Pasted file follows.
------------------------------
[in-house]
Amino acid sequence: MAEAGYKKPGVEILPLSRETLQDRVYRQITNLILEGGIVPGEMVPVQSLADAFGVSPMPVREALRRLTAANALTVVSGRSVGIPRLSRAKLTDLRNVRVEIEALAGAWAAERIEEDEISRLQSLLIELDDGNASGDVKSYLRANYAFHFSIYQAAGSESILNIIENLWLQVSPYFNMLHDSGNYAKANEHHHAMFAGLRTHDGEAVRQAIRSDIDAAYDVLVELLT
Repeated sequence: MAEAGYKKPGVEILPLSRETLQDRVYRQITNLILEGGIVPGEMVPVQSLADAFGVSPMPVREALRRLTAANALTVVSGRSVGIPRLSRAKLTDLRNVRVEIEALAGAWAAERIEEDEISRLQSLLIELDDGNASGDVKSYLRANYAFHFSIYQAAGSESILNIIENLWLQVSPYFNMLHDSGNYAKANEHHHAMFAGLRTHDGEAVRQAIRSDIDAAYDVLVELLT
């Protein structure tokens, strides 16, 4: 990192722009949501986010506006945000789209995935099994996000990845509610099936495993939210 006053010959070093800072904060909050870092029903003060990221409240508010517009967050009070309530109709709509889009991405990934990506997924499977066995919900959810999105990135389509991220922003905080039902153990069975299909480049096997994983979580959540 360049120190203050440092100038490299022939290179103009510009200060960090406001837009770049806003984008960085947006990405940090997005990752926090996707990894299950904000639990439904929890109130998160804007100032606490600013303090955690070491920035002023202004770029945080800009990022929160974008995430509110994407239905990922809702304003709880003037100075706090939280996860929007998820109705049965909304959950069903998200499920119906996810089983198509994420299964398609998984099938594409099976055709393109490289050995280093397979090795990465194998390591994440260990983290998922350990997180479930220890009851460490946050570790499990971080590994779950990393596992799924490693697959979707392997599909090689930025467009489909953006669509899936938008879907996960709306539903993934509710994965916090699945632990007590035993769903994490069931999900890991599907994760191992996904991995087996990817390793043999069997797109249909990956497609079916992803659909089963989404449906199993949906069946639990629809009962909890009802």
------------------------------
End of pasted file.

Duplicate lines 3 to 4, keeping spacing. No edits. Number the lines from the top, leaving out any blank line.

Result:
Repeated sequence: MAEAGYKKPGVEILPLSRETLQDRVYRQITNLILEGGIVPGEMVPVQSLADAFGVSPMPVREALRRLTAANALTVVSGRSVGIPRLSRAKLTDLRNVRVEIEALAGAWAAERIEEDEISRLQSLLIELDDGNASGDVKSYLRANYAFHFSIYQAAGSESILNIIENLWLQVSPYFNMLHDSGNYAKANEHHHAMFAGLRTHDGEAVRQAIRSDIDAAYDVLVELLT
């Protein structure tokens, strides 16, 4: 990192722009949501986010506006945000789209995935099994996000990845509610099936495993939210 006053010959070093800072904060909050870092029903003060990221409240508010517009967050009070309530109709709509889009991405990934990506997924499977066995919900959810999105990135389509991220922003905080039902153990069975299909480049096997994983979580959540 360049120190203050440092100038490299022939290179103009510009200060960090406001837009770049806003984008960085947006990405940090997005990752926090996707990894299950904000639990439904929890109130998160804007100032606490600013303090955690070491920035002023202004770029945080800009990022929160974008995430509110994407239905990922809702304003709880003037100075706090939280996860929007998820109705049965909304959950069903998200499920119906996810089983198509994420299964398609998984099938594409099976055709393109490289050995280093397979090795990465194998390591994440260990983290998922350990997180479930220890009851460490946050570790499990971080590994779950990393596992799924490693697959979707392997599909090689930025467009489909953006669509899936938008879907996960709306539903993934509710994965916090699945632990007590035993769903994490069931999900890991599907994760191992996904991995087996990817390793043999069997797109249909990956497609079916992803659909089963989404449906199993949906069946639990629809009962909890009802």